Meet Susanne Hilberry

Location: Ferndale, Michigan
Age: 66
Marital Status: Married
Education: Undergraduate degree from Wayne State University. Masters in architectural history from Yale

Susanne, herself, was discovered at an early age. Sam Wagstaff, a legendary figure in the international art world of the 1970s and ’80s, selected Susanne as his apprentice and assistant at the Detroit Institute of Arts when she was in her 20s. Sam introduced Susanne to some of the most talented artists in Detroit, and Susanne started her own gallery in 1976, at the age of 31, to showcase their works. Thirty-five years later the gallery still thrives and Susanne has been called as the ‘Grand Dame of the Detroit Art scene,’ by Detroit’s Metro Times.

Did you go to art school before opening your gallery?

I went to many schools. I started at the University of California in Berkeley, then I went to the University of Michigan. I eventually got my undergraduate degree at Wayne State University and went to graduate school at Yale for architectural history.

After you graduated from Yale, you moved to Detroit?

Yes. I was working at the Detroit Institute of Arts as an assistant to a very remarkable man named Sam Wagstaff. He’d been a curator at the Wadsworth Atheneum in Hartford, Connecticut, and then came to Detroit. He was an important photography collector and sold a major portion of his collection to the Getty for $5 million. There was recently a film made about him.

Why did you open an art gallery?

It seemed as if an enormous amount of really interesting work was being kept out of Detroit. I wanted to show work I really believed in, work that might have been shown in New York, but wasn’t being shown here.

There really weren’t galleries of note in Detroit at that time?

There were, but their focus wasn’t on the young, emerging artists. There certainly was a small gallery scene here but there was room for more to be shown.

When did you open your gallery?

December, 1976. I started it in Birmingham, Michigan, and now I’m in Ferndale, Michigan, which is closer to Detroit. Ferndale is the first community north of the infamous 8-mile road.

What happened with your interest in architectural history?

The interest continued but really got turned around when I met Sam. Sam’s connections were to artists of my generation. Seeing what they were doing in their studios was so exciting to me, I realized that’s really what I wanted to do. Early on, I showed the work of Tony Smith, an artist that Sam had championed. Because of Sam and a patron named Hawkins Ferry, there is a remarkable piece called Gracehoper in front of the Detroit Institute of the Arts.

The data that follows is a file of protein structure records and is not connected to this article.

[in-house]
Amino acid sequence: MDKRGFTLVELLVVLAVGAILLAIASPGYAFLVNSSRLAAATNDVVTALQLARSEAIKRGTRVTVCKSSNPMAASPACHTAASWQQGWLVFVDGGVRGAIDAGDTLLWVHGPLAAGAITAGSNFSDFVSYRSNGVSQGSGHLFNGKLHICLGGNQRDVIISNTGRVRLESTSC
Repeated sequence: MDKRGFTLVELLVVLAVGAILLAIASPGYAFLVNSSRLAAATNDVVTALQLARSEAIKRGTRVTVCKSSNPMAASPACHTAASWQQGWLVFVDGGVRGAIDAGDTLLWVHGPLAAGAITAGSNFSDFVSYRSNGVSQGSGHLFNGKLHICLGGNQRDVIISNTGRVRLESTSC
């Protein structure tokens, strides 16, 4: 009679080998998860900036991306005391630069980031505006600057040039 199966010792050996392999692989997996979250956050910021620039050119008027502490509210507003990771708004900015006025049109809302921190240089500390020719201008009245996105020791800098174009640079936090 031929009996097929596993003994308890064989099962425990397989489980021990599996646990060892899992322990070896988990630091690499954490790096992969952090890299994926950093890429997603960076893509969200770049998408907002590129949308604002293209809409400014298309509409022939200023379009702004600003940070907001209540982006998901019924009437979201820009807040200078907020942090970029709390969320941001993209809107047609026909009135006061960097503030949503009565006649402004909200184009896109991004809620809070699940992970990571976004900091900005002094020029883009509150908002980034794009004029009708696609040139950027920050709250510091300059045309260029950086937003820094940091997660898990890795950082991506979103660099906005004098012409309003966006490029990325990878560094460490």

Over the years has your focus changed?

I think for many reasons my interest has remained with younger artists, but now these generations are obviously younger than I am.

Are you married?

Yes. I have been married since 1985.

Do you have children?

I don’t have any children. My husband has two daughters. Susan is a physiologist at Boston University and Katie is a Unitarian minister in California. They’re very interesting women.

What does your husband do?

He was in the cutting tool business. He has since retired.

Do you have siblings?

Two brothers. One in New York City, one in Chicago. The one in New York was in the advertising business and now he’s a furniture restorer. He’s been doing some work for the New York Historical Society and the Met.

How do you define your style?

My style has a ragamuffin quality. I don’t mean I look like I sleep in my clothes, but I really want to feel comfortable. I can’t stand to get dressed up. Whatever I put on in the morning, I wear wherever I go. And it always seems to work. Still, I want to feel like a woman, looking feminine is important to me.

Who are your favorite designers?

I like to wear Junya Watanabe. I think he’s a brilliant designer. I’m interested in the geometry and the way it gets obscured. I’ve been wearing him for 20 years. I’m just happier in his clothes than anybody else’s.

Do you have a favorite piece?

A fabulous, funny John Galliano grey, wool flannel top with silky spaghetti straps. It looks like it’s torn and the material is inside out. It has little white [adornments] all over it that look like either lint or snowflakes. It’s kind of too big for me but I like that. It’s become a favorite.